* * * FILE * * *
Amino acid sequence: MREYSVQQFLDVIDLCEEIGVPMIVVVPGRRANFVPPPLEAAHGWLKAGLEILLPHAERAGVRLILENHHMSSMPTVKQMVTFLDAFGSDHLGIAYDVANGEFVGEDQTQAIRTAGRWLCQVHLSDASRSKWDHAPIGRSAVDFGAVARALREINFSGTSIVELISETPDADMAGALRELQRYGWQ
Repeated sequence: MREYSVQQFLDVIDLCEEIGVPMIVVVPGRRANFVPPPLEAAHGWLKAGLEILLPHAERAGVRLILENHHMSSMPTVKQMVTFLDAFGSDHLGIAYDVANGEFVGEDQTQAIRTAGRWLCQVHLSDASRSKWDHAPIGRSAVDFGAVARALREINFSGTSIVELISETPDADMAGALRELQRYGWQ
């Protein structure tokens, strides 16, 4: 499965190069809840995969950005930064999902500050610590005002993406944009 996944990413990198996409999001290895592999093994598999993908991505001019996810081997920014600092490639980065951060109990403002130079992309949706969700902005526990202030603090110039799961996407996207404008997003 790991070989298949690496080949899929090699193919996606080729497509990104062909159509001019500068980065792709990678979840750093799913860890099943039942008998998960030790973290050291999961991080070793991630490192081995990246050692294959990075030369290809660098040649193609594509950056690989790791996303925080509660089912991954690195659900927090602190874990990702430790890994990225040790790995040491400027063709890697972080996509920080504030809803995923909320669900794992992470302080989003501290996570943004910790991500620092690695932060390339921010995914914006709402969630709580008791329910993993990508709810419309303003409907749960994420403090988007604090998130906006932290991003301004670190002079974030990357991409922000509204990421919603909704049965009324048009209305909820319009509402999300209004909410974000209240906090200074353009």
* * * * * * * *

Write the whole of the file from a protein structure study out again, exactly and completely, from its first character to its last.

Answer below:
Amino acid sequence: MREYSVQQFLDVIDLCEEIGVPMIVVVPGRRANFVPPPLEAAHGWLKAGLEILLPHAERAGVRLILENHHMSSMPTVKQMVTFLDAFGSDHLGIAYDVANGEFVGEDQTQAIRTAGRWLCQVHLSDASRSKWDHAPIGRSAVDFGAVARALREINFSGTSIVELISETPDADMAGALRELQRYGWQ
Repeated sequence: MREYSVQQFLDVIDLCEEIGVPMIVVVPGRRANFVPPPLEAAHGWLKAGLEILLPHAERAGVRLILENHHMSSMPTVKQMVTFLDAFGSDHLGIAYDVANGEFVGEDQTQAIRTAGRWLCQVHLSDASRSKWDHAPIGRSAVDFGAVARALREINFSGTSIVELISETPDADMAGALRELQRYGWQ
């Protein structure tokens, strides 16, 4: 499965190069809840995969950005930064999902500050610590005002993406944009 996944990413990198996409999001290895592999093994598999993908991505001019996810081997920014600092490639980065951060109990403002130079992309949706969700902005526990202030603090110039799961996407996207404008997003 790991070989298949690496080949899929090699193919996606080729497509990104062909159509001019500068980065792709990678979840750093799913860890099943039942008998998960030790973290050291999961991080070793991630490192081995990246050692294959990075030369290809660098040649193609594509950056690989790791996303925080509660089912991954690195659900927090602190874990990702430790890994990225040790790995040491400027063709890697972080996509920080504030809803995923909320669900794992992470302080989003501290996570943004910790991500620092690695932060390339921010995914914006709402969630709580008791329910993993990508709810419309303003409907749960994420403090988007604090998130906006932290991003301004670190002079974030990357991409922000509204990421919603909704049965009324048009209305909820319009509402999300209004909410974000209240906090200074353009």